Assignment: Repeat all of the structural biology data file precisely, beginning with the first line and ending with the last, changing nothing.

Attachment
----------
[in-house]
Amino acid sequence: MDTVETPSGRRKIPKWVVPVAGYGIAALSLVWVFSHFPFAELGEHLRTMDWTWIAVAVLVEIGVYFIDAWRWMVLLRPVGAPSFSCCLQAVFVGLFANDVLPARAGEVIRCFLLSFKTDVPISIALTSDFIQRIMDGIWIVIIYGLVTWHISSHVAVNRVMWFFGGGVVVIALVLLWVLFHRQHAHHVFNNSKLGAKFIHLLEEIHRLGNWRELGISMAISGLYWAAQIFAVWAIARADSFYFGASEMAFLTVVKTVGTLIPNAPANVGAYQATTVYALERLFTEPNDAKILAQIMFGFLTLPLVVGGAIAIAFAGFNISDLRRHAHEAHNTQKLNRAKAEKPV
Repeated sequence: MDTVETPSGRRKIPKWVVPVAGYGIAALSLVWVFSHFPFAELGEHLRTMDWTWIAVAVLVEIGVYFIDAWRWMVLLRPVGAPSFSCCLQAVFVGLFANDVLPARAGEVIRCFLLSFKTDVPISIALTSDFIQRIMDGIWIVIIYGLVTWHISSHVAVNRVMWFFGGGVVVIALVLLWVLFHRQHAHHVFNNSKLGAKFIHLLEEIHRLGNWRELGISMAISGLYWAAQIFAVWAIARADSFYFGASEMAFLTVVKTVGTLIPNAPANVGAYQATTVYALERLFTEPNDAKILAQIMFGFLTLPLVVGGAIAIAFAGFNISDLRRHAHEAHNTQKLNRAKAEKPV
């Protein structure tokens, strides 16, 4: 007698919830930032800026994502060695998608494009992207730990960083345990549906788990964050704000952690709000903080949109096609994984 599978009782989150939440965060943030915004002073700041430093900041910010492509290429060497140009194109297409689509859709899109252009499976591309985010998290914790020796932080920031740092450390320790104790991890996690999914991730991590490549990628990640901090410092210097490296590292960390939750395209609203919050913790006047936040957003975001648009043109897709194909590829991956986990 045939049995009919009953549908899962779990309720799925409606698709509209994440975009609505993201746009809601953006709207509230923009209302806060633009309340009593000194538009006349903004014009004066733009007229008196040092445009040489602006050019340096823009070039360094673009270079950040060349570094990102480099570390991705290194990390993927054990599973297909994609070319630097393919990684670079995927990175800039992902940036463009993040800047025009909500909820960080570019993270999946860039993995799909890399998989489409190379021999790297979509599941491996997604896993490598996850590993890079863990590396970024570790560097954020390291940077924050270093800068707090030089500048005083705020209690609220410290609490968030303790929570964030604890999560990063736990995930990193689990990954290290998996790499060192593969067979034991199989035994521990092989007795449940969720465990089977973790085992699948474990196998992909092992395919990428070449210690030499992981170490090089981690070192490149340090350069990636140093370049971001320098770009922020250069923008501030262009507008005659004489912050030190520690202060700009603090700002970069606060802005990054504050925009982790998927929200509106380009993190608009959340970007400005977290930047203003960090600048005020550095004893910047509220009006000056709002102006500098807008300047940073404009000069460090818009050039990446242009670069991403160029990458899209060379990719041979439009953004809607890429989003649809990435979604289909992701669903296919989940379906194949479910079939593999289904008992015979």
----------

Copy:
[in-house]
Amino acid sequence: MDTVETPSGRRKIPKWVVPVAGYGIAALSLVWVFSHFPFAELGEHLRTMDWTWIAVAVLVEIGVYFIDAWRWMVLLRPVGAPSFSCCLQAVFVGLFANDVLPARAGEVIRCFLLSFKTDVPISIALTSDFIQRIMDGIWIVIIYGLVTWHISSHVAVNRVMWFFGGGVVVIALVLLWVLFHRQHAHHVFNNSKLGAKFIHLLEEIHRLGNWRELGISMAISGLYWAAQIFAVWAIARADSFYFGASEMAFLTVVKTVGTLIPNAPANVGAYQATTVYALERLFTEPNDAKILAQIMFGFLTLPLVVGGAIAIAFAGFNISDLRRHAHEAHNTQKLNRAKAEKPV
Repeated sequence: MDTVETPSGRRKIPKWVVPVAGYGIAALSLVWVFSHFPFAELGEHLRTMDWTWIAVAVLVEIGVYFIDAWRWMVLLRPVGAPSFSCCLQAVFVGLFANDVLPARAGEVIRCFLLSFKTDVPISIALTSDFIQRIMDGIWIVIIYGLVTWHISSHVAVNRVMWFFGGGVVVIALVLLWVLFHRQHAHHVFNNSKLGAKFIHLLEEIHRLGNWRELGISMAISGLYWAAQIFAVWAIARADSFYFGASEMAFLTVVKTVGTLIPNAPANVGAYQATTVYALERLFTEPNDAKILAQIMFGFLTLPLVVGGAIAIAFAGFNISDLRRHAHEAHNTQKLNRAKAEKPV
């Protein structure tokens, strides 16, 4: 007698919830930032800026994502060695998608494009992207730990960083345990549906788990964050704000952690709000903080949109096609994984 599978009782989150939440965060943030915004002073700041430093900041910010492509290429060497140009194109297409689509859709899109252009499976591309985010998290914790020796932080920031740092450390320790104790991890996690999914991730991590490549990628990640901090410092210097490296590292960390939750395209609203919050913790006047936040957003975001648009043109897709194909590829991956986990 045939049995009919009953549908899962779990309720799925409606698709509209994440975009609505993201746009809601953006709207509230923009209302806060633009309340009593000194538009006349903004014009004066733009007229008196040092445009040489602006050019340096823009070039360094673009270079950040060349570094990102480099570390991705290194990390993927054990599973297909994609070319630097393919990684670079995927990175800039992902940036463009993040800047025009909500909820960080570019993270999946860039993995799909890399998989489409190379021999790297979509599941491996997604896993490598996850590993890079863990590396970024570790560097954020390291940077924050270093800068707090030089500048005083705020209690609220410290609490968030303790929570964030604890999560990063736990995930990193689990990954290290998996790499060192593969067979034991199989035994521990092989007795449940969720465990089977973790085992699948474990196998992909092992395919990428070449210690030499992981170490090089981690070192490149340090350069990636140093370049971001320098770009922020250069923008501030262009507008005659004489912050030190520690202060700009603090700002970069606060802005990054504050925009982790998927929200509106380009993190608009959340970007400005977290930047203003960090600048005020550095004893910047509220009006000056709002102006500098807008300047940073404009000069460090818009050039990446242009670069991403160029990458899209060379990719041979439009953004809607890429989003649809990435979604289909992701669903296919989940379906194949479910079939593999289904008992015979």